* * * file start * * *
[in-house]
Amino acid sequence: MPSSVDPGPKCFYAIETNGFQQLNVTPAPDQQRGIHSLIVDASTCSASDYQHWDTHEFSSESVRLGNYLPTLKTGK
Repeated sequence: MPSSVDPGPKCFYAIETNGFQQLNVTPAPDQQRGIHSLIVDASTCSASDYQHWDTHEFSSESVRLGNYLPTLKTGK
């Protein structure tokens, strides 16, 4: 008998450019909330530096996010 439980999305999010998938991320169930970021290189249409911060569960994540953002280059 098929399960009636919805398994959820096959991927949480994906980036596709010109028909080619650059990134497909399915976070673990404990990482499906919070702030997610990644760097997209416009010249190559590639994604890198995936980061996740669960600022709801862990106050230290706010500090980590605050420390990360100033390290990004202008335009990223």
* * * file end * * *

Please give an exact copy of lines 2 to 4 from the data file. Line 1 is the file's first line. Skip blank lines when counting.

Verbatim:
Amino acid sequence: MPSSVDPGPKCFYAIETNGFQQLNVTPAPDQQRGIHSLIVDASTCSASDYQHWDTHEFSSESVRLGNYLPTLKTGK
Repeated sequence: MPSSVDPGPKCFYAIETNGFQQLNVTPAPDQQRGIHSLIVDASTCSASDYQHWDTHEFSSESVRLGNYLPTLKTGK
């Protein structure tokens, strides 16, 4: 008998450019909330530096996010 439980999305999010998938991320169930970021290189249409911060569960994540953002280059 098929399960009636919805398994959820096959991927949480994906980036596709010109028909080619650059990134497909399915976070673990404990990482499906919070702030997610990644760097997209416009010249190559590639994604890198995936980061996740669960600022709801862990106050230290706010500090980590605050420390990360100033390290990004202008335009990223």